Friday, January 22, 2010

Victoria Cross - First World War



There were two Victoria Cross recipients from Southwestern Ontario.

 FREDERICK WILLIAM  CAMPBELL

Was born 15 June, 1867 to Ephraim B. Campbell and Ester A. Hunt in Mount Forest, Oxford County just before Canada West became Ontario. He was a veteran of the Boer War. On his attestation papers he is put down as a Major; however, the Canadian Virtual War memorial has him as a Captain and the following citation as a Lieutenant. This needs some looking into. He served with the  1st Battalion (Western Ontario Regiment). He died on June 19, 1915 at Givenchy.

Citation: An extract from the London Gazette, No. 29272, dated August 20, 1915, records the following:
For most conspicuous bravery on 15th June, 1915, during the action at Givenchy. Lt. Campbell took two machine-guns over the parapet, arrived at the German first line with one gun, and maintained his position there, under very heavy rifle, machine-gun and bomb fire, notwithstanding the fact that almost the whole of his detachment had then been killed or wounded. When our supply of bombs had become exhausted, this officer advanced his gun still further to an exposed position, and, by firing about 1,000 rounds, succeeded in holding back the enemy's counter-attack. This very gallant officer was subsequently wounded, and has since died.

He is buried in the BOULOGNE EASTERN CEMETERY, Pas de Calais,France.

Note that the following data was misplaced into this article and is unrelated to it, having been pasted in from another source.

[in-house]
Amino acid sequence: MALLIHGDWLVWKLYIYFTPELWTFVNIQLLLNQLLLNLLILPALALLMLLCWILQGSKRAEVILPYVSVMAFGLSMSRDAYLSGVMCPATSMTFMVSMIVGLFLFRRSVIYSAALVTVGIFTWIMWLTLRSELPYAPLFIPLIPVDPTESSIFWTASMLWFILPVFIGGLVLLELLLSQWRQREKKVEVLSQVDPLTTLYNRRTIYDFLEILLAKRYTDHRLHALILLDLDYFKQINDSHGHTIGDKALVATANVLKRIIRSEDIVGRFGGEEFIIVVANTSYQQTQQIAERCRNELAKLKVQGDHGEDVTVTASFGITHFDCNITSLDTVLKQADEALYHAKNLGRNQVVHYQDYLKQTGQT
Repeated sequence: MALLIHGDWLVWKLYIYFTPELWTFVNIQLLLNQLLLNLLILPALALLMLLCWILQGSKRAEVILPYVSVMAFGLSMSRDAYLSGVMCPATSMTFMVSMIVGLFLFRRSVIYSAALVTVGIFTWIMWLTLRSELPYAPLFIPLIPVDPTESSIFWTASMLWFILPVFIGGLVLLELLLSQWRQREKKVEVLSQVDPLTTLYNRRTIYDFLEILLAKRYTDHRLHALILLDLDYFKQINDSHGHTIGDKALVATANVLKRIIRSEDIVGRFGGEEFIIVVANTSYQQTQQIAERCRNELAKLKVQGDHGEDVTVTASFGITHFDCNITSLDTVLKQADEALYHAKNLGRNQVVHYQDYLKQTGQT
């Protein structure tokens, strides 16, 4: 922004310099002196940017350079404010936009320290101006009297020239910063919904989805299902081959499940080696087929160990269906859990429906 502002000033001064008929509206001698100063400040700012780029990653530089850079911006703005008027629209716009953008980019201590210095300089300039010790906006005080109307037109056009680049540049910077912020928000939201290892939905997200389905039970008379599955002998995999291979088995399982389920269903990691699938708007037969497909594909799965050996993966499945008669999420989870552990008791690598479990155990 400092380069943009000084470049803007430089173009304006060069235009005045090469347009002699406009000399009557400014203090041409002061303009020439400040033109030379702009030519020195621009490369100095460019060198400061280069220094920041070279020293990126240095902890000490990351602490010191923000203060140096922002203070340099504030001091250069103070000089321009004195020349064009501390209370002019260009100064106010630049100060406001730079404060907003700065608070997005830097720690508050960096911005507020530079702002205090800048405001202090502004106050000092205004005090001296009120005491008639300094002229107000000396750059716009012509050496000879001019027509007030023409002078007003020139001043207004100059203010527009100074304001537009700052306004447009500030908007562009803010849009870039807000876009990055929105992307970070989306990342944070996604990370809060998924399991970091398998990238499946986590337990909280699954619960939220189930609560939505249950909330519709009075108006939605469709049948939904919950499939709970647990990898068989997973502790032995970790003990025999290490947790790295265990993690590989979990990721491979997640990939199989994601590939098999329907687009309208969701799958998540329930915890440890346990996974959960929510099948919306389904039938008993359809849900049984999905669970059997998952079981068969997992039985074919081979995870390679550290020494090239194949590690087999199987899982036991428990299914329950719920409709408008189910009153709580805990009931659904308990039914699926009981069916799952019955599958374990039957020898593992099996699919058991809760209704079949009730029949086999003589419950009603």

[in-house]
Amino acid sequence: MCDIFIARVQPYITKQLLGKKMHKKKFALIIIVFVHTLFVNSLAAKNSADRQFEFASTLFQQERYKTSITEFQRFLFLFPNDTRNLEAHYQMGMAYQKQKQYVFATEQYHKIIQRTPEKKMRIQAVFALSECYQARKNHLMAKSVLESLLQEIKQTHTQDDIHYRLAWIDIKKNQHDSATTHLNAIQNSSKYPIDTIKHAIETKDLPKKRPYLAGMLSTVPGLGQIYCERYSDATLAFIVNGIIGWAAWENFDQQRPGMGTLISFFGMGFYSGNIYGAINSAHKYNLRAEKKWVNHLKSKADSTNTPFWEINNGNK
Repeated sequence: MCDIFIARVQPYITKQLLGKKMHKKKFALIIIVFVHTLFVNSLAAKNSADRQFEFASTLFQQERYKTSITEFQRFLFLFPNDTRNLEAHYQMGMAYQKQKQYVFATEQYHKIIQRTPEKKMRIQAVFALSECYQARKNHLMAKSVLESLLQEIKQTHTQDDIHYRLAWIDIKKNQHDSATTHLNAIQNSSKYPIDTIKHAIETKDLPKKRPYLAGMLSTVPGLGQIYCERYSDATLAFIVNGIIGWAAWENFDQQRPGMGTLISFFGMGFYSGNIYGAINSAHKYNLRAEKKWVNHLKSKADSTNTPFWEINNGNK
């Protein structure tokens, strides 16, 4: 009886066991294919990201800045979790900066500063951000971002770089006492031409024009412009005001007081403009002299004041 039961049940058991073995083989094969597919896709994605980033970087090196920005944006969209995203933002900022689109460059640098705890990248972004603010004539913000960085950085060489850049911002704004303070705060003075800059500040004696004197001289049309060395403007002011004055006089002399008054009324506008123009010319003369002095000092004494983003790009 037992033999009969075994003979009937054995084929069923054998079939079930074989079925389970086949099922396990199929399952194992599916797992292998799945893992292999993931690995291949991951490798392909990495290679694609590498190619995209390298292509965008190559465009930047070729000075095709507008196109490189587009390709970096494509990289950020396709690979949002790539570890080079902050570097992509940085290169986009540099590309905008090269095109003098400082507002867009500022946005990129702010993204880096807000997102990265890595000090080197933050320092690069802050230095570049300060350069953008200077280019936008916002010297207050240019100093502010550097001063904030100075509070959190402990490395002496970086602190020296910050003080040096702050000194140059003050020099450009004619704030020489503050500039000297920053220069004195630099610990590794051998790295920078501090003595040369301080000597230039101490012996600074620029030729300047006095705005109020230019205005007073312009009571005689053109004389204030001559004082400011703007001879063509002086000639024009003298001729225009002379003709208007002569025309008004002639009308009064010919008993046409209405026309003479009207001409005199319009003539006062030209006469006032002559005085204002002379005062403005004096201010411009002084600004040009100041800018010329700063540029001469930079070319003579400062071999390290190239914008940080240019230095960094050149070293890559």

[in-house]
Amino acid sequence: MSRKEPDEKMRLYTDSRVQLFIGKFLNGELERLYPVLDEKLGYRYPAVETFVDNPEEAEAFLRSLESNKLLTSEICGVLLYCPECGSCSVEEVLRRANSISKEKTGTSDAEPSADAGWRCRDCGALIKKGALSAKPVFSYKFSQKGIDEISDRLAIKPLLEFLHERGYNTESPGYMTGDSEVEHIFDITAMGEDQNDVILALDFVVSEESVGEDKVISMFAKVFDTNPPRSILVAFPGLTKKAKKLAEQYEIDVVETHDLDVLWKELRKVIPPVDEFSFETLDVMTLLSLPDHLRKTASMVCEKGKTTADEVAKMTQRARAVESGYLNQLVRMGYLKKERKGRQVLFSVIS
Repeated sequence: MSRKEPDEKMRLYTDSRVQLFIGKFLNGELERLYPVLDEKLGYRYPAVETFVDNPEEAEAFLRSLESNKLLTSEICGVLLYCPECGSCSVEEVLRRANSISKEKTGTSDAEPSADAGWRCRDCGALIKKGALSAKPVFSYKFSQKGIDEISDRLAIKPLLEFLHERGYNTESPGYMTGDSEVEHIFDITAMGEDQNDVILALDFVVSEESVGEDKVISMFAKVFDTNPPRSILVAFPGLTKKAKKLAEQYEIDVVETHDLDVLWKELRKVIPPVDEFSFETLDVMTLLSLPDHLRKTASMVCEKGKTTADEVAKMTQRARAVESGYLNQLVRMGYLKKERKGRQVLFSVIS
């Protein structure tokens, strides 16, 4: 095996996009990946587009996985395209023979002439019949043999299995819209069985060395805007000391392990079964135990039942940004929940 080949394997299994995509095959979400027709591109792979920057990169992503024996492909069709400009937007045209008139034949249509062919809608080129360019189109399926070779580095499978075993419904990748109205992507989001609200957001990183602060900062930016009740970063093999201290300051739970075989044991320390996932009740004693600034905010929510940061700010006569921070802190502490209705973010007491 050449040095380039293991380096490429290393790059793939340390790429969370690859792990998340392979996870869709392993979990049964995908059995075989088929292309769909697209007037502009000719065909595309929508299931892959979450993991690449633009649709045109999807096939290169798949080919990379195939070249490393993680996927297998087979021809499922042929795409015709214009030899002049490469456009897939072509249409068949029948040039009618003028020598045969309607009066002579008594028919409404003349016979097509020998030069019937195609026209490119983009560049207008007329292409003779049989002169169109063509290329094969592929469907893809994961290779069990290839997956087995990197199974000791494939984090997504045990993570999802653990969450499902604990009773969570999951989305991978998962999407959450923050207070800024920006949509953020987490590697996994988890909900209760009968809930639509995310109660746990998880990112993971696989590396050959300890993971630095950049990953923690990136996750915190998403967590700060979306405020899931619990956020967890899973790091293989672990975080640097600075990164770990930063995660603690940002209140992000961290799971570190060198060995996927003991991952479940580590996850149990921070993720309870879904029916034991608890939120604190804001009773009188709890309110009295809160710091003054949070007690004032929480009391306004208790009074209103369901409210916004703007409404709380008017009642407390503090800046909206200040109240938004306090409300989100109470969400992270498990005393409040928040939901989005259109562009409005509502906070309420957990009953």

Further information can be found at: 
http://www.vac-acc.gc.ca/content/collections/virtualmem/photoview.cfm?casualty=167874&photo=435


 ELLIS WELLWOOD  SIFTON  53750
Lance-Sergeant

Was born 12 Oct. 1891 to John J. Sifton of Wallacetown, Elgin County, Ontario. He joined 23 October, 1914 in St. Thomas, Ontario. He served with the 18th Battalion (Western Ontario Regiment). He died at Neuville-St.-Vaast, France 9th April, 1917.

Citation: An extract from The London Gazette, dated 8th June, 1917, records the following:
For most conspicuous bravery and devotion to duty. During the attack in enemy trenches Sgt. Sifton's company was held up by machine gun fire which inflicted many casualties. Having located the gun he charged it single-handed, killing all the crew. A small enemy party advanced down the trench, but he succeeded keeping these off till our men had gained the position. In carrying out this gallant act he was killed, but his conspicuous valour undoubtedly saved many lives and contributed largely to the success of the operation.

He is buried at Vimy.

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